Lack of snow at Snow Creek is easy enough to overcome.
Lack of cold, on the other hand, is another matter.
Extensive snowmaking capabilities at Snow Creek - the closest ski "resort" to Lawrence, about 50 miles to the northeast in Weston, Mo. - make skiing possible regardless of the natural precip that has fallen.
But no amount of manmade snow can weather the above-freezing temperatures that have been the norm over the region for most of the season.
"It was warm," said Michele Corkins, Snow Creek's director of sales/marketing. "When it was cold prior to that, we blew a lot of snow, and that helped sustain us through the warm weather. We made it through. If it would have stayed warmer another week or so, we might have been in trouble."
Thanks in part to the recent cold snap, Snow Creek made it through.
At last check, the park reported a base of 36 to 60 inches, with 10 of 12 runs open.
Corkins said optimal snowmaking conditions were temperatures in the teens, with low humidity.
"It has to be below 27 degrees," she said. "If you recall, last year was a warm winter, too, but we were open 90 days. We opened earlier last year. Usually, it just works out to where we make enough snow we can make it through the warm stuff."
What is Snow Creek
It's hard to say exactly what niche Snow Creek - now in its 21st season - fills in the ski landscape.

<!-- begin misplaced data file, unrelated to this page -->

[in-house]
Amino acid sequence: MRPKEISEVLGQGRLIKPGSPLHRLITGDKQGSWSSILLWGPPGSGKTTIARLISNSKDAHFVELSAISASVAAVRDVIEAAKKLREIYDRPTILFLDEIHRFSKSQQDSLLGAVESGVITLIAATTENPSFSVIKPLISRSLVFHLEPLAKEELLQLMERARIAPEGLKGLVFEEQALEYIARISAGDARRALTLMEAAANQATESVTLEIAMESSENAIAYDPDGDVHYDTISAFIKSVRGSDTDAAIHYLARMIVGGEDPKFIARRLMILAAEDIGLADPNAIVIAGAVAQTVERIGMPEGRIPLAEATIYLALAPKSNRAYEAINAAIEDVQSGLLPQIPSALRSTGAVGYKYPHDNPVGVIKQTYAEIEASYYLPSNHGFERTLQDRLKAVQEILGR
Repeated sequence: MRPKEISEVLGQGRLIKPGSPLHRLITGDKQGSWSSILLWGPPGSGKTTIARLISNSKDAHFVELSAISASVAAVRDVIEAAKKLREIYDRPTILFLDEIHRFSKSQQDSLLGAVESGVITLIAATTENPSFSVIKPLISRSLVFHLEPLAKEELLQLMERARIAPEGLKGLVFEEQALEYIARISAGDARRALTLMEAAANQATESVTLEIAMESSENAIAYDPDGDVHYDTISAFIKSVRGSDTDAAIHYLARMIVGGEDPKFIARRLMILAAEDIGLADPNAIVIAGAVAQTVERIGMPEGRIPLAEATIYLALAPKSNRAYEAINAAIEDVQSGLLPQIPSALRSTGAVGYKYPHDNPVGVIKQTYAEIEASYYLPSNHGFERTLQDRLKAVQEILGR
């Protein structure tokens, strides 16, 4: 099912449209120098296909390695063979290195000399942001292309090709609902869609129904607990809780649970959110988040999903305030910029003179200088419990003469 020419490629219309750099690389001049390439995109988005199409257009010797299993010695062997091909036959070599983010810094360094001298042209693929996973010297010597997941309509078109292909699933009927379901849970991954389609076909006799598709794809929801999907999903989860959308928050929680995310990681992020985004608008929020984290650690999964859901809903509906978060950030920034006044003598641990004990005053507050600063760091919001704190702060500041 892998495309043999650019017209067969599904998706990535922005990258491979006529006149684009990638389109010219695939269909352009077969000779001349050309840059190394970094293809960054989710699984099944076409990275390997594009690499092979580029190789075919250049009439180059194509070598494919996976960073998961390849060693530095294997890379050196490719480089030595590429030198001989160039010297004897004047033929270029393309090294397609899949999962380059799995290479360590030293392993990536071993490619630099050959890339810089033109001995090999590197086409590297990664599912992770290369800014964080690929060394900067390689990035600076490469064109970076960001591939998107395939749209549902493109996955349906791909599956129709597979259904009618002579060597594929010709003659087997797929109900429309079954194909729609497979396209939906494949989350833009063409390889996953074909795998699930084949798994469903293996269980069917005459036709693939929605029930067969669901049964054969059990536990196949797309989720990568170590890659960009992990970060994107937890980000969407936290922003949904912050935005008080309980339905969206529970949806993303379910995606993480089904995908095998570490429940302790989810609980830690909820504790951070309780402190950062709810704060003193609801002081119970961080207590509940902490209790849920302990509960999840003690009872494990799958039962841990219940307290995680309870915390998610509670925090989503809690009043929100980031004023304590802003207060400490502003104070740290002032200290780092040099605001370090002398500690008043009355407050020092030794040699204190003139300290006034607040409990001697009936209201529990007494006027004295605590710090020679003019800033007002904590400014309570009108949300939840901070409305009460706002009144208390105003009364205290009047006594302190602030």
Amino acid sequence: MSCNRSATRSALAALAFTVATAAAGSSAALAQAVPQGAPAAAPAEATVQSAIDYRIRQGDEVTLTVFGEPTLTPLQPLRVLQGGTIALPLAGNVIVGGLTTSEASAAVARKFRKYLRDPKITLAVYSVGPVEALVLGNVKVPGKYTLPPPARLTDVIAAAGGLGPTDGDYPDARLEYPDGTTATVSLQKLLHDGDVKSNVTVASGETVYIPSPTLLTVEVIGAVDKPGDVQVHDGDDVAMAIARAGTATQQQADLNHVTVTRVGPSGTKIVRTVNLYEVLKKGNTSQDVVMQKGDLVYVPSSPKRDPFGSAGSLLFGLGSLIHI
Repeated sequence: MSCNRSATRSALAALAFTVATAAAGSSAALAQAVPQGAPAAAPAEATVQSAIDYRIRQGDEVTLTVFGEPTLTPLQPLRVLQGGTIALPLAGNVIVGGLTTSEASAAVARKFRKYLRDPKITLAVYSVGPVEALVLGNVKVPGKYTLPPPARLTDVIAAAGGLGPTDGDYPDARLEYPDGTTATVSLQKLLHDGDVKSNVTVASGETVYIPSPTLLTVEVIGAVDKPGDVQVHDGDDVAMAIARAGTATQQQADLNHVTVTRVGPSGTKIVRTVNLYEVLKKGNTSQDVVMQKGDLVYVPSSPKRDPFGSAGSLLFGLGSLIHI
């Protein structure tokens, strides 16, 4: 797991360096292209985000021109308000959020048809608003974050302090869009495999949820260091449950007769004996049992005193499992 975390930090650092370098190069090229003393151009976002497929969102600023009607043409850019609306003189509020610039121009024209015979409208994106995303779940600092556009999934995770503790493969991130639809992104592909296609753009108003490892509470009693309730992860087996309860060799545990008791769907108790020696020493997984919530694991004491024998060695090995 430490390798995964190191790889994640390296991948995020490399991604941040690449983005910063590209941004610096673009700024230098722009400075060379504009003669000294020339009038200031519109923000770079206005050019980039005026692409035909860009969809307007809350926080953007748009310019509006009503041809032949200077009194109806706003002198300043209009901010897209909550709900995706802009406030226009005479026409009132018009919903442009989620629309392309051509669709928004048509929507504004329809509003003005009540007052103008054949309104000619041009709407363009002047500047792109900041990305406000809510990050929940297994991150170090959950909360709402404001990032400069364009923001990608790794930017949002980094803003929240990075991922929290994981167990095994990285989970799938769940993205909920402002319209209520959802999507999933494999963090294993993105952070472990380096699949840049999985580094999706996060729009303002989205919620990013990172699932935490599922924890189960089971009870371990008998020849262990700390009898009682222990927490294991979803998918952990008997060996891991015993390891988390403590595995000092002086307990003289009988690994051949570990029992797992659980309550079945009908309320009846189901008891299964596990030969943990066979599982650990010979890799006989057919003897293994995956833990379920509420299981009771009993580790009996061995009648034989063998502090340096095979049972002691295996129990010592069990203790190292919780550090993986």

Is it merely a poor man's mini-Colorado? A beginner's jumping off point? Skiing Lite?
"It's a lot of things to different people," Corkins said. "It's definitely not the same as Colorado. You can bring your family out. You're close - in your own back yard, if you will. It's definitely a place you can come and get warmed up so you can go to Colorado. Some people come to take lessons to learn. Some just want to warm up, brush up on their skills before going to, say, Colorado."
In terms of pure statistics, Snow Creek pales to Colorado.
Snow Creek boasts a vertical drop of 300 feet for its 12 trails. By comparison, Breckenridge has a vertical rise of 3,398 feet for its 152 trails.
Breckenridge also has a similarly steep cost.
A single-day lift ticket at this time of year costs as much as $81. An all-day pass to Snow Creek tops out at $36, or $61 for a pass and equipment rental.
"It's definitely not the same as Colorado," Corkins said. "How do they compare? I don't know. Definitely shorter runs. And shorter lift lines. Usually."
New to Snow Creek this year is the "Tornado Alley" snow-tube area.
The seven-lane run is 600 feet long and is serviced by a mobile walkway.
A two-hour pass, snow tube rental included, costs $20.
"It's a different kind of winter sport, for people who don't ski or snowboard," Corkins said. "If they don't want to ski or snowboard, they can tube."
Corkins said Snow Creek officials had no idea what to expect from the new area. So far, there are twice as many skiers as tubers.
"For us, it was just a huge learning curve," Corkins said. "It's so new, we didn't know what to expect. But even two to one means it's fairly popular.
"The surprising thing is, we have all ages. My 3-year-old nephew has been here, and a 70-year-old lady. They all love it. Everybody loves it."
For more info on Snow Creek, go to www.skisnowcreek.com.